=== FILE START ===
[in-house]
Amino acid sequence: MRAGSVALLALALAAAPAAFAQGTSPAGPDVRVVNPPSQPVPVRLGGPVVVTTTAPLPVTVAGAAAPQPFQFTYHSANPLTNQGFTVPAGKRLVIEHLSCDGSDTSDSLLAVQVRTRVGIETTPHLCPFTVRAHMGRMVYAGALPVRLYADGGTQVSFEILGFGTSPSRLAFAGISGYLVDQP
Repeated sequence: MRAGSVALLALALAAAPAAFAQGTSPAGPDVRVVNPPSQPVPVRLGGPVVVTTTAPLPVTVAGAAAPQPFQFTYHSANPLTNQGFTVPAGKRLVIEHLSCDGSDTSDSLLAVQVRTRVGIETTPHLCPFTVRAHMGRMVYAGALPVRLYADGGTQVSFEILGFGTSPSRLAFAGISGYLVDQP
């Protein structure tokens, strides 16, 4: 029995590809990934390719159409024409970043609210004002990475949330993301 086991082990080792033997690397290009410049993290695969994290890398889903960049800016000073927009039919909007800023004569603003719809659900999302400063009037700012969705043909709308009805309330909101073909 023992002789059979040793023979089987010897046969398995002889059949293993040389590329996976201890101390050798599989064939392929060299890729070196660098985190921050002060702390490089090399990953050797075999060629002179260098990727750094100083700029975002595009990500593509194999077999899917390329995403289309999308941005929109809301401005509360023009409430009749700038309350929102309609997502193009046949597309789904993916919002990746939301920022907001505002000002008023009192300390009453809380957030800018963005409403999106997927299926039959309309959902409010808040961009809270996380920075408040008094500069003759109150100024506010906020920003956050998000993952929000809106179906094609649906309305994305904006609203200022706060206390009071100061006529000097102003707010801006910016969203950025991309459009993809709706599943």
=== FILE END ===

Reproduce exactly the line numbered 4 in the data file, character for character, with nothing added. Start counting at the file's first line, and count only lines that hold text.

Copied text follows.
């Protein structure tokens, strides 16, 4: 029995590809990934390719159409024409970043609210004002990475949330993301 086991082990080792033997690397290009410049993290695969994290890398889903960049800016000073927009039919909007800023004569603003719809659900999302400063009037700012969705043909709308009805309330909101073909 023992002789059979040793023979089987010897046969398995002889059949293993040389590329996976201890101390050798599989064939392929060299890729070196660098985190921050002060702390490089090399990953050797075999060629002179260098990727750094100083700029975002595009990500593509194999077999899917390329995403289309999308941005929109809301401005509360023009409430009749700038309350929102309609997502193009046949597309789904993916919002990746939301920022907001505002000002008023009192300390009453809380957030800018963005409403999106997927299926039959309309959902409010808040961009809270996380920075408040008094500069003759109150100024506010906020920003956050998000993952929000809106179906094609649906309305994305904006609203200022706060206390009071100061006529000097102003707010801006910016969203950025991309459009993809709706599943």